Developmental larval stages of the geoduck Panopea globosa (Dall, 1898) are described for the first time. Growth rate, survival, and the length—size relationship were also assessed at 22°C in five independently reared cohorts. Clearance rates (CR), ingestion rates (IR), dry weight, and organic weight of select larval stages were quantified in two additional runs. Clearance rates and IR were evaluated as a function of cell concentration (50, 100, 200 and 300 cells/µL) of the chrysophyte Isochrysis sp. (clone T-ISO) using static systems. Conspicuous larval stages appeared after 20 h (trochophore), 24 h (straight hinge or “D”), 5–6 day (early umboned), 9–10 days (intermediate umboned), 11–12 days (late umboned), and 12–14 days (pediveliger). The larval period for P. globosa lasted between 12 days and 14 days, and the shell length recorded at settlement ranged from 332–356 µm (mean, 343 ± 4.2 µm). The overall average gross growth rate of the five larval cohorts was ∼20 µm/day. The relationship between larval shell length (in micrometers) and organic weight (in micrograms) followed a power function with an exponent value of 2.43, whereas the relationship between dry weight and organic weight was linear. Survival rate was approximately 50% in three larval cohorts and 20% in two cohorts. Clearance rates were inversely related to microalgal concentration regardless of larval size, and ranged from 0.3–1.5 µL/h (D larvae) to 15–59 µL/h (pediveliger, 330µm). On the other hand, IR increased with increasing algal concentration, and reached maximum values at 200 cells/µL, except in D-hinge larvae, which exhibited a maximum IR at all concentrations tested. At the highest concentration (300 cells/µL), premetamorphic larvae inhibited their IR. Overall, IR increased from 57–85 cells/h (D-hinge larvae) to 40- or 50-fold when larvae reached the premetamorphic stage. The current study revealed that P. globosa has a short larval period and high survival rate, and withstands a wide range of food concentrations without inhibiting its IR. Therefore, this species appears to be an excellent candidate for hatchery production.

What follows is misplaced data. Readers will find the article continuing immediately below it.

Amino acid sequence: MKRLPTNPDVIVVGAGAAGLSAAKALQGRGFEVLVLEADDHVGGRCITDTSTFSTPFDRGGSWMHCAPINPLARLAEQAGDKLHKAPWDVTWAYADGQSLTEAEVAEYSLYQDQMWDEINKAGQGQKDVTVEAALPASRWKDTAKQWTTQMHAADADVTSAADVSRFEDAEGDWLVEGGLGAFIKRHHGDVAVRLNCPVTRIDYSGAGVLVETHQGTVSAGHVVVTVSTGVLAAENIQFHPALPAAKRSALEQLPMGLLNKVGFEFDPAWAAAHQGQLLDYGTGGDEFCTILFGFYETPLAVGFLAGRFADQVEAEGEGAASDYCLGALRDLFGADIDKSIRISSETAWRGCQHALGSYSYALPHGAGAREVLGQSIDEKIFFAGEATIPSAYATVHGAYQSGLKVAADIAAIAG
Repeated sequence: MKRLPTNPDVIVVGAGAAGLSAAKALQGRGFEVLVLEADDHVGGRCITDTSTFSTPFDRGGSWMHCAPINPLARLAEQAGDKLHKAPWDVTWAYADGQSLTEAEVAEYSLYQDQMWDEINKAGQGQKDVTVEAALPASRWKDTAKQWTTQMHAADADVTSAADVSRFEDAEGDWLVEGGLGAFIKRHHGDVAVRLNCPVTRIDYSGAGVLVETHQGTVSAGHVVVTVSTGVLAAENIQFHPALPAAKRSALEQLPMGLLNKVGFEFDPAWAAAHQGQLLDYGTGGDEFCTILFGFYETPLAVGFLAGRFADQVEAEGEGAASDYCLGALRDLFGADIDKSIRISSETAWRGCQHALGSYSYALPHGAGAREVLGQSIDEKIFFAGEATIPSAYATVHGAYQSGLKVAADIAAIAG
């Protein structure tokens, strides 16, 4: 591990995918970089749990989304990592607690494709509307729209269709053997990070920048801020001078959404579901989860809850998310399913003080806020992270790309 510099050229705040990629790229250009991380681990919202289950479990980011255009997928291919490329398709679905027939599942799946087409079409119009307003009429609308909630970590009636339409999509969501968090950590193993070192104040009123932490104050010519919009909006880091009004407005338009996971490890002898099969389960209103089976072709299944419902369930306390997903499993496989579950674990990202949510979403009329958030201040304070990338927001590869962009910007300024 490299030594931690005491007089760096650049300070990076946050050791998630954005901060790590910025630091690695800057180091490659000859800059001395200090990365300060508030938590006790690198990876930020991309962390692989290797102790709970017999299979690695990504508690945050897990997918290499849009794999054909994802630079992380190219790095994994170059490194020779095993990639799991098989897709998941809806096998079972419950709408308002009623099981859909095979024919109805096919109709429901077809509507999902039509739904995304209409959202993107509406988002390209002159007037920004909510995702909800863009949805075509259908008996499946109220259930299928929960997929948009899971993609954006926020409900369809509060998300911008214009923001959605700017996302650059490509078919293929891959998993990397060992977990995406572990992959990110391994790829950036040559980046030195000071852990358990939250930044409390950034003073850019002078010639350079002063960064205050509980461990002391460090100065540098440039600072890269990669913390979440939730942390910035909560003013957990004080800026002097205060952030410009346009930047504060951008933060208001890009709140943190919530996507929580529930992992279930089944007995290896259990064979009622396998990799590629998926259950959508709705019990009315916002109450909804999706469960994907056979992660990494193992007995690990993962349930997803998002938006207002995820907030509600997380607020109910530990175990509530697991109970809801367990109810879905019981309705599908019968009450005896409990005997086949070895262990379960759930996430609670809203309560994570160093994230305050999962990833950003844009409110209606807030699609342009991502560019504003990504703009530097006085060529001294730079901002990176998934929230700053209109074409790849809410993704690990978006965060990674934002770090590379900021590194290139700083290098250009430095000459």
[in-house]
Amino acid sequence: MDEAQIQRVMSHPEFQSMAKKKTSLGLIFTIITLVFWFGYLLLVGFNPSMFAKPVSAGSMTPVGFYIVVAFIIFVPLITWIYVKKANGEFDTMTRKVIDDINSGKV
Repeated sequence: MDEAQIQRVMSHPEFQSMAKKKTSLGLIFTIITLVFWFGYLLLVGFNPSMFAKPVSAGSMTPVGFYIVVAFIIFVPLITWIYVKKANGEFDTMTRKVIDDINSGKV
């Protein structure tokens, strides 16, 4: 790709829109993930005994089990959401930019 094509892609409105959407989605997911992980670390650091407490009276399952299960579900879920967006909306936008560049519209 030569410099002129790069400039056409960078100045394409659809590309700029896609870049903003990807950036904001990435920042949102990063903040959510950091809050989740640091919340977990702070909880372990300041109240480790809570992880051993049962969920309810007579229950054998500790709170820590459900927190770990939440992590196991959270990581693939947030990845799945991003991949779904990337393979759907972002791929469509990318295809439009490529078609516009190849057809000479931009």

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Vol. 34 • No. 1